Kansas Football Recruiting: Closing the Borders With "Potential Players"

C.W. O'BrienCorrespondent IJanuary 16, 2009

Bryce Brown: Five-Star running back (Miami)

Arthur Brown: Five-Star outside linebacker (Miami)

Blake Lawrence: Four-Star linebacker (Nebraska)

Brian Smith: Four-Star linebacker (Notre Dame)

Chris Harper: Four-Star athlete (Oregon)

Jaydan Bird: Four-Star athlete (Oklahoma)

Christian Ballard: Four-Star tight end/defensive end (Iowa)

Kyler Reed: Three-Star athlete (Nebraska)

Marhsall Musil: Three-Star athlete (Oklahoma)

Trey Hobson: Three-Star safety (Missouri)

Brody Eldridge: Three-Star tight end (Oklahoma)

Brodrick Smith: Three-Star wide receiver (Minnesota)

What do all of these players have in common?  They are all playing/getting ready to play for BCS schools.  They all were rated as Three-Star prospects or higher.  They are all from the state of Kansas.

More importantly, they have all gone out of state to play college football since 2005. 

In recent years there have been many good reasons for these prospects to go out of state. 

1. Bill Snyder left K-State and was replaced by Ron Prince who all but ignored in-state talent.

2. KU started that time frame in the Big XII cellar and is only recently out of it.

3. In-state programs such as KU and K-State were not getting the television time and media notoriety that other big-time out of state programs were.

4. Programs like Oklahoma, Nebraska, Notre Dame, and Miami are consistently putting many players into the NFL. 

They are all very valid reasons.  I won't knock a recruit for going to a school where they feel that they will have the best chance to succeed as a person and as an athlete.  I wish that they had chosen Kansas, but I completely understand why those players didn't.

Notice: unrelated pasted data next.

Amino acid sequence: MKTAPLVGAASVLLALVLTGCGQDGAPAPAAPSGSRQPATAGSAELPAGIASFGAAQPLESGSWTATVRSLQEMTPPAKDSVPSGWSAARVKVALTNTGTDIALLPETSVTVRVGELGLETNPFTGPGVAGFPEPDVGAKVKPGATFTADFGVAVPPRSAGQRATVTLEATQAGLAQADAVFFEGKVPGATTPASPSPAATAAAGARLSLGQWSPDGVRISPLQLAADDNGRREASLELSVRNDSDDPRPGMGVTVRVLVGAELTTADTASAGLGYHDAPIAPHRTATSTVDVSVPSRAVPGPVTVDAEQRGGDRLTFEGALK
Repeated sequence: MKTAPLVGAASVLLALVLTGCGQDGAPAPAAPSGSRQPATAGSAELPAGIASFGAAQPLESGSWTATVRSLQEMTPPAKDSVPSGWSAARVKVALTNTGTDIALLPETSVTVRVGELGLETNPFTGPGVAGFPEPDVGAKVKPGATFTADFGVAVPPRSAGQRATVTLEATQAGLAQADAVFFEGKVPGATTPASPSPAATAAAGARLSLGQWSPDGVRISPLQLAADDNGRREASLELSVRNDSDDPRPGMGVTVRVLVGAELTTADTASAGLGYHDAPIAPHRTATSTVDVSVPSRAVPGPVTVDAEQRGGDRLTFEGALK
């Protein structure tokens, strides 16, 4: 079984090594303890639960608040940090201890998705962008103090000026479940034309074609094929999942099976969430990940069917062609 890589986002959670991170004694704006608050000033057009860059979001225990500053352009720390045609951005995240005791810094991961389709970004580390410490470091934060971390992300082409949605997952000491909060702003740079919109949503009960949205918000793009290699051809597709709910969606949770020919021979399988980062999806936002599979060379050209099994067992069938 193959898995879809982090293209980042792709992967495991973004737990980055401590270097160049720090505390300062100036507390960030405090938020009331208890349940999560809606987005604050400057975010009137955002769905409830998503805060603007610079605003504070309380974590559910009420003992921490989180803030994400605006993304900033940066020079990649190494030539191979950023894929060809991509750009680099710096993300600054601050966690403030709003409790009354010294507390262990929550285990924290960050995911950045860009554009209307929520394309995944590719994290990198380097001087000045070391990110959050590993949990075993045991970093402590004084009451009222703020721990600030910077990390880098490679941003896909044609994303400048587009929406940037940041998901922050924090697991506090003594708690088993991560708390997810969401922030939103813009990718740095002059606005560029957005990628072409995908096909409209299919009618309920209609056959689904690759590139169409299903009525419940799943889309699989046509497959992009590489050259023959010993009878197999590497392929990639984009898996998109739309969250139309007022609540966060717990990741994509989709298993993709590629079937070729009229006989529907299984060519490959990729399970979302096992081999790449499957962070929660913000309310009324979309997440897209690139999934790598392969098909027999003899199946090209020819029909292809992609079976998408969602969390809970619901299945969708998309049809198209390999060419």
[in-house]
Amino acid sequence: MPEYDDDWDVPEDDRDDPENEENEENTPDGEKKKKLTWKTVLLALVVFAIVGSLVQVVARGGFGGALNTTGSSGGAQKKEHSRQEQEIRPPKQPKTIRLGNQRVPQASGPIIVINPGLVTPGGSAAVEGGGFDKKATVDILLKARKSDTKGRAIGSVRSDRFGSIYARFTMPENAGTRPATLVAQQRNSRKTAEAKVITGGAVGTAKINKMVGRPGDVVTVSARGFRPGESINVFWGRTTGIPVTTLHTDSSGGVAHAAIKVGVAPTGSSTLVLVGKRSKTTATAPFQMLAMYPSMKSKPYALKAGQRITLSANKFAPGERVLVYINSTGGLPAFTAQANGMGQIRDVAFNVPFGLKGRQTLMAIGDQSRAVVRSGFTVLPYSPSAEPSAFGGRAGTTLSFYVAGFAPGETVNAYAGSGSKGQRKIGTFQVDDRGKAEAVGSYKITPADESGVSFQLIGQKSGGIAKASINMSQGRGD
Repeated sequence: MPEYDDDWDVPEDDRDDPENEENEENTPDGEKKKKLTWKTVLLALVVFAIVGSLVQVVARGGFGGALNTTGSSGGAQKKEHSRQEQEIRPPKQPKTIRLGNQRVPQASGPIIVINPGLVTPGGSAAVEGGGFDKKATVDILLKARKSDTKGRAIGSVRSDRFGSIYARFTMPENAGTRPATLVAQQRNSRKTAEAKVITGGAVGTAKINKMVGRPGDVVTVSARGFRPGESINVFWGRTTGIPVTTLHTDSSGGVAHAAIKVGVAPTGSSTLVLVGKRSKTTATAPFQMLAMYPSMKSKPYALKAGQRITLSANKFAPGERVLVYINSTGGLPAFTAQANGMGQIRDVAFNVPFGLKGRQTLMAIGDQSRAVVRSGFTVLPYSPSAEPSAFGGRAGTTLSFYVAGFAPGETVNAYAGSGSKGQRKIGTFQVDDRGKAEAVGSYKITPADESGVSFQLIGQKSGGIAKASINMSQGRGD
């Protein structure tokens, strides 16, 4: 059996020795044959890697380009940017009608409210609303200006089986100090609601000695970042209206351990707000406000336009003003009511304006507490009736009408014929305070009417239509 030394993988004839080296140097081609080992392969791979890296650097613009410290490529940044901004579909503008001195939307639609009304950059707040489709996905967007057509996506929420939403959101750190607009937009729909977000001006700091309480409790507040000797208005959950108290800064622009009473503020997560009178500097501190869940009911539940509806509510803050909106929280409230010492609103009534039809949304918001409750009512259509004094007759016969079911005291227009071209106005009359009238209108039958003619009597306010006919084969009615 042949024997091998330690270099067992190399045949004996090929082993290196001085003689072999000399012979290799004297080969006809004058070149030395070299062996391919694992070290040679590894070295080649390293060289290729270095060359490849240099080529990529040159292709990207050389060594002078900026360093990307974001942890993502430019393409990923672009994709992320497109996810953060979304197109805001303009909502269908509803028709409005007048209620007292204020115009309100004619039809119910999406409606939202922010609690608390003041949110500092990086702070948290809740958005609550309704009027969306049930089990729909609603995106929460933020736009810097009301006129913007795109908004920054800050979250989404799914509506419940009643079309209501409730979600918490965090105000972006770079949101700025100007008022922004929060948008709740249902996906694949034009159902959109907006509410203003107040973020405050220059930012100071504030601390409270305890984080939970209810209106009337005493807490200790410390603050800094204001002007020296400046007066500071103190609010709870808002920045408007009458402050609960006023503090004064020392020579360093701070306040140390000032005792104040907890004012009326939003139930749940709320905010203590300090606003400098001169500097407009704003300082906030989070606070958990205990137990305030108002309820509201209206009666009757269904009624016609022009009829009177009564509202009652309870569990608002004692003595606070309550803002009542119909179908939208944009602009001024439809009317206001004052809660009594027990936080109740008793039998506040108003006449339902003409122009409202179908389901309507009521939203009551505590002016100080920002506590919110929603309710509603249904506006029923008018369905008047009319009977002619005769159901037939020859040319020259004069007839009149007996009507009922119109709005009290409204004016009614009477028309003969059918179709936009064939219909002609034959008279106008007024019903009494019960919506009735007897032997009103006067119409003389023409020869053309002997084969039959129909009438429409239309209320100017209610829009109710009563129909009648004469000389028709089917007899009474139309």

The state of Kansas is not Florida, California, or Texas.  The population is nowhere near as large, and the talent pool reflects that.  There is just not enough talent to build a roster with local kids.  While the talent pool in Kansas is not deep, there are 10-15 players annually that can become major contributors. 

In 2005, 2006, and 2008, KU was able to get several of the state's top players to come to Lawrence.  They have been rewarded greatly for it.  Starters Kerry Meier, Caleb Blakesley, and Darrell Stucky were members of the Class of 2005.  Starter Jake Sharp and key reserves Jamal Green and Tyler Lawrence were from the Class of 2006.

The Class of 2008 had a major contributor in true freshman Darius Parish and will see major contributions in the future from Tanner Hawkinson, Duane Zlatnik, and Kale Pick, who redshirted in 2008-2009. 

The entire landscape of the football program has changed drastically for the University of Kansas since 2005.  The Jayhawks are 3-0 in bowl games over the last four years.  The Anderson Family Football Complex, completed in the spring of 2008, is one of the best athletic facilities in the country.  The Jayhawks have been televised 20 times in the last two years. 

If there was a time to stake a claim to the best talent the state of Kansas has to offer, it is now. 

The Class of 2010 is quickly turning into one of the deepest, most talented classes that the state of Kansas has had in decades.  There are three players on the ESPN 150 Watch List.  It has talent galore at the skill positions as well as at linebacker.  Players like Blake Bell and Justin McCay are can't miss prospects.

Now the Jayhawks have to go out and land these prospects.  In 2009, Mark Mangino and his staff may have found the secret to landing the top Kansas recruits.

The road to the best talent in the area runs right through Wichita, Kan. to Brian Butler.  Butler runs Potential Players, a non-profit organization based out of Wichita, which was created to help hone talented local athletes and get their names out to college coaches.  Big time coaches like Urban Meyer, Bob Stoops, and Pete Carroll have all attended Butler's annual spring showcase the last few years.